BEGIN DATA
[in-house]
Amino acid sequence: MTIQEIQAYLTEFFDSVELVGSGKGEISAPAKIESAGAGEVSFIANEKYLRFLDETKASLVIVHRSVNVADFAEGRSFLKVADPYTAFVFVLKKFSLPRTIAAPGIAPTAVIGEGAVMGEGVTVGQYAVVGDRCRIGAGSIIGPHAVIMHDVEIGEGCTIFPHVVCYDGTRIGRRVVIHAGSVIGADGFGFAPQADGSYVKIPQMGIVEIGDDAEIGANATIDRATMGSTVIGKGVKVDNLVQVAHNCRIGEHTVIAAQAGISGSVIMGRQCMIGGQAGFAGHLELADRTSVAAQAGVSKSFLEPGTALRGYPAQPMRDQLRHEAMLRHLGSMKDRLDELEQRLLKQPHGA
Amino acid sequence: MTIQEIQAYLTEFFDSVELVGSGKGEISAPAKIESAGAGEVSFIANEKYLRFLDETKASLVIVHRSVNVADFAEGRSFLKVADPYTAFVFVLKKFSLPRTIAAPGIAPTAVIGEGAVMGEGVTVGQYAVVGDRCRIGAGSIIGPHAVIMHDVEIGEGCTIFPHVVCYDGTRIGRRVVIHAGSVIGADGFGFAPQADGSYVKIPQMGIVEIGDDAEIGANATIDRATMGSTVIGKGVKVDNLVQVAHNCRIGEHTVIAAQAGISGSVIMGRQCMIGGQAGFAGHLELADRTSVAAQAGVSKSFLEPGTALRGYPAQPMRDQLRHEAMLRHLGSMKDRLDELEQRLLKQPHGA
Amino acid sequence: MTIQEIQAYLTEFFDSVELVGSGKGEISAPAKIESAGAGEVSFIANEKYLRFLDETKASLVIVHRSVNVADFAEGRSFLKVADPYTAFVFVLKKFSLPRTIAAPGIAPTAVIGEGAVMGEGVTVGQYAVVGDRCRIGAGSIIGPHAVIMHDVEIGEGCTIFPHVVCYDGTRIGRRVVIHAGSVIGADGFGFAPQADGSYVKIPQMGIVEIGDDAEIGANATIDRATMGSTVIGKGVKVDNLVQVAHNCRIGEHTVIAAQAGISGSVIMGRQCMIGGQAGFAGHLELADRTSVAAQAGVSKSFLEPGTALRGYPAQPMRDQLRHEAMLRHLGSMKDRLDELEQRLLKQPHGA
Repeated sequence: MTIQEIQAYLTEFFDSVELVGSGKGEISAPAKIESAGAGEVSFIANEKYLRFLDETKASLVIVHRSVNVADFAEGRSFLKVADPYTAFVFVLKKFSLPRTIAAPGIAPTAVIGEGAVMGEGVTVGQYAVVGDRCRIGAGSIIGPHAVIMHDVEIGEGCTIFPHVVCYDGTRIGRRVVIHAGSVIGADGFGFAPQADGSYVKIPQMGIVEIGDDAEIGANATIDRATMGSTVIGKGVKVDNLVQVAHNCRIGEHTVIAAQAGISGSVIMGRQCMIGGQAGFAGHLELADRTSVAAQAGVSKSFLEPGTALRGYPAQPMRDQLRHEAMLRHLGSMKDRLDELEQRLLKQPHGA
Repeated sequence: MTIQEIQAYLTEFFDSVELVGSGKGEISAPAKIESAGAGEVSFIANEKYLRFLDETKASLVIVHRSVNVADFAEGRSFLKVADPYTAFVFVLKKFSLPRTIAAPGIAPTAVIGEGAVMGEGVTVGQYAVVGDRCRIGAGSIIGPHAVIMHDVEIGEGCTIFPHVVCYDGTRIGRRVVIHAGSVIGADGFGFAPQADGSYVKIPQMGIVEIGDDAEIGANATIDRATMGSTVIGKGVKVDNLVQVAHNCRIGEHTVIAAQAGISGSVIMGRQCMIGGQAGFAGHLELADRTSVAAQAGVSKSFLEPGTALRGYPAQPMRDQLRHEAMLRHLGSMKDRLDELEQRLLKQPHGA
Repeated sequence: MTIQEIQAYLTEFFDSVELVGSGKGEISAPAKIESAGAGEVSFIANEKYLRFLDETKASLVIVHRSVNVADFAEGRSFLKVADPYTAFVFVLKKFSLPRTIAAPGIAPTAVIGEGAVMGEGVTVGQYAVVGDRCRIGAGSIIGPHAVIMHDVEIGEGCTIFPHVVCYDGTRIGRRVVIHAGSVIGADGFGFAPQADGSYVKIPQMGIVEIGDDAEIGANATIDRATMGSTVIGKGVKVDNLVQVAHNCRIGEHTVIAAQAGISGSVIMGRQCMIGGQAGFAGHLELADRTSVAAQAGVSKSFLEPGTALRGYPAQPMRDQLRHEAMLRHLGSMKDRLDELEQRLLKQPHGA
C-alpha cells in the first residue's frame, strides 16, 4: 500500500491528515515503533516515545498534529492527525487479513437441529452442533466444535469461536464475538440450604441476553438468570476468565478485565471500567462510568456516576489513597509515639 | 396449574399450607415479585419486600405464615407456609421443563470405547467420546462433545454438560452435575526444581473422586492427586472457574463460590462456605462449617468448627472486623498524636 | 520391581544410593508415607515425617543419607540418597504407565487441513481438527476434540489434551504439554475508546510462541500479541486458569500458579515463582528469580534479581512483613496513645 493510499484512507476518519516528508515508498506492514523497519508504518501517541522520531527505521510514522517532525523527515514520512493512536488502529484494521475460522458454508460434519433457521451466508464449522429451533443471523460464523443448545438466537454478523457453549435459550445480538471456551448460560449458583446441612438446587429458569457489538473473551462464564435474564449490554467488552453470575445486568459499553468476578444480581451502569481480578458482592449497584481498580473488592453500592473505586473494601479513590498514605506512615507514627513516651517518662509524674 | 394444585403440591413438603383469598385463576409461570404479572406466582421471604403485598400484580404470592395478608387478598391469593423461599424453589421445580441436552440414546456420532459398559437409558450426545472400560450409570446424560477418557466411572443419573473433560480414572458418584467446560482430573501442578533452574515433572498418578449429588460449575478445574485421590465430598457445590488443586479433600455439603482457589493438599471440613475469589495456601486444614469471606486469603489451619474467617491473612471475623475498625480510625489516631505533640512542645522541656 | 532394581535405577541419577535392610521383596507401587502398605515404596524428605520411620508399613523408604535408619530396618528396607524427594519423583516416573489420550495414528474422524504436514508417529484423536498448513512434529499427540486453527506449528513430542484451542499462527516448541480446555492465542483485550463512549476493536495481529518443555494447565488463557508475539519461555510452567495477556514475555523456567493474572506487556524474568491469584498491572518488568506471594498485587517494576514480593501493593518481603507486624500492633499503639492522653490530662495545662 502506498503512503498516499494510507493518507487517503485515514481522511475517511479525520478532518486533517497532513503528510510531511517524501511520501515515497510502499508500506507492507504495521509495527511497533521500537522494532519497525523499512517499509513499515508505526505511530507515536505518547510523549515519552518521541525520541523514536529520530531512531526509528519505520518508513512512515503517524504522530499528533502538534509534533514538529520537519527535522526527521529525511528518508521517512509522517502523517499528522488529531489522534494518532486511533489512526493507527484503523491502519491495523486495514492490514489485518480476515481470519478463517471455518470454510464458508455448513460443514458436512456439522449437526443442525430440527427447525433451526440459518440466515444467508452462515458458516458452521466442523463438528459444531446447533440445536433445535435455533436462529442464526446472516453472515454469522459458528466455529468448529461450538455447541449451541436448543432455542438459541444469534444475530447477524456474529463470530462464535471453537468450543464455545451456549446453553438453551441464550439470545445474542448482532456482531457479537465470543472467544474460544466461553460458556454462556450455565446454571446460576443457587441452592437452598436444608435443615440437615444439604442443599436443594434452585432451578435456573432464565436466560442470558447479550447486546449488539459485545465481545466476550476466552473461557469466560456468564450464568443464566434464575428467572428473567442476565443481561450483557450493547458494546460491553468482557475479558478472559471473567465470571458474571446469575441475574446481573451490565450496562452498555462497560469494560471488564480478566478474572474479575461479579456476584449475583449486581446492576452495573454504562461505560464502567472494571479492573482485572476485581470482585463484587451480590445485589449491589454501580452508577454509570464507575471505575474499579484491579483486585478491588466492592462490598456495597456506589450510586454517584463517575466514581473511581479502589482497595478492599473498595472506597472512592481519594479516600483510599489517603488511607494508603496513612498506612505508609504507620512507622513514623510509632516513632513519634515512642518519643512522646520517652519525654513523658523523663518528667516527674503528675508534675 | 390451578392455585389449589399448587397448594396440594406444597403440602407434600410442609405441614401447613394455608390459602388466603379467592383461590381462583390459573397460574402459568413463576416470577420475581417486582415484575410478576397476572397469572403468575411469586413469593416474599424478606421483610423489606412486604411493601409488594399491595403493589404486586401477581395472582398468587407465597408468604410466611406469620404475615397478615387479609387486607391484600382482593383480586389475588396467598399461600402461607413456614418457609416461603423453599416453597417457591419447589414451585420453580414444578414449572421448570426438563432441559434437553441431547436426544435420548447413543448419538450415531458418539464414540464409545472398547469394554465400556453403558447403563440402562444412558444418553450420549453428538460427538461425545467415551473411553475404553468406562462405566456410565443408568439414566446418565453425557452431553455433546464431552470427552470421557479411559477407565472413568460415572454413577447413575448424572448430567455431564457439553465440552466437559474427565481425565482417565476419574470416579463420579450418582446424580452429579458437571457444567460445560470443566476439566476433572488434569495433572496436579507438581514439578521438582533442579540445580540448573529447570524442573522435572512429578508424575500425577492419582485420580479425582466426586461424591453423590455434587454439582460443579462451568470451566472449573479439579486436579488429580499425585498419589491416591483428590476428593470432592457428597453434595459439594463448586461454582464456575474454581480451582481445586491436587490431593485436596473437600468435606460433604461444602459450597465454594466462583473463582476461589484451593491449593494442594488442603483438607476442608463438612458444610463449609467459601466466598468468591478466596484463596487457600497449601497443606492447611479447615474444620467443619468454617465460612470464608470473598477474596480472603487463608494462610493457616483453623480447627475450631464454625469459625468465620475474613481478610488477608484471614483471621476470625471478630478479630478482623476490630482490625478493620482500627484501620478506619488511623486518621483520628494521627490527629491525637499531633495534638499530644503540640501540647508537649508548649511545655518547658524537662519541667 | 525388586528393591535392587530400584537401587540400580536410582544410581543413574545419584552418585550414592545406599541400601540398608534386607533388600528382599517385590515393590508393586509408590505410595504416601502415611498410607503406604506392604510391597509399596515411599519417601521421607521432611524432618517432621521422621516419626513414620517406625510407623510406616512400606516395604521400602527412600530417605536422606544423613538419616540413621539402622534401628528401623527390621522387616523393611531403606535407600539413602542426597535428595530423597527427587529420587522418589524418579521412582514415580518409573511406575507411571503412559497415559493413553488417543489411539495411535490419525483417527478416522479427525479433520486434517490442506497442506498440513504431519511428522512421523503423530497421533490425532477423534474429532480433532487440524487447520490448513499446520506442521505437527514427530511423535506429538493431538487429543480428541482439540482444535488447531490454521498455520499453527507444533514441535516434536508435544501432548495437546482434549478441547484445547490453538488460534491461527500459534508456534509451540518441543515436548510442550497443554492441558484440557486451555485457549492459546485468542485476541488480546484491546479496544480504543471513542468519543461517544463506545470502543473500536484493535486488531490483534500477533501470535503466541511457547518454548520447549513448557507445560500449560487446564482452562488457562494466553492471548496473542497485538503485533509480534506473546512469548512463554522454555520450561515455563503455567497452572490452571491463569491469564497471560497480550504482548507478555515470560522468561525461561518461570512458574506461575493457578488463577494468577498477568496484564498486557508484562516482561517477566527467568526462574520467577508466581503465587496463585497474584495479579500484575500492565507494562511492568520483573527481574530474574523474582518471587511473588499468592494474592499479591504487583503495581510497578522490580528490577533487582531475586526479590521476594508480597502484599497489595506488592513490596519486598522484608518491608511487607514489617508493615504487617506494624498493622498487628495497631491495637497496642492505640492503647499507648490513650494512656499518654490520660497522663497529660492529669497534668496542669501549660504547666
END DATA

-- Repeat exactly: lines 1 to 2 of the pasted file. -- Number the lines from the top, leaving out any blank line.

[in-house]
Amino acid sequence: MTIQEIQAYLTEFFDSVELVGSGKGEISAPAKIESAGAGEVSFIANEKYLRFLDETKASLVIVHRSVNVADFAEGRSFLKVADPYTAFVFVLKKFSLPRTIAAPGIAPTAVIGEGAVMGEGVTVGQYAVVGDRCRIGAGSIIGPHAVIMHDVEIGEGCTIFPHVVCYDGTRIGRRVVIHAGSVIGADGFGFAPQADGSYVKIPQMGIVEIGDDAEIGANATIDRATMGSTVIGKGVKVDNLVQVAHNCRIGEHTVIAAQAGISGSVIMGRQCMIGGQAGFAGHLELADRTSVAAQAGVSKSFLEPGTALRGYPAQPMRDQLRHEAMLRHLGSMKDRLDELEQRLLKQPHGA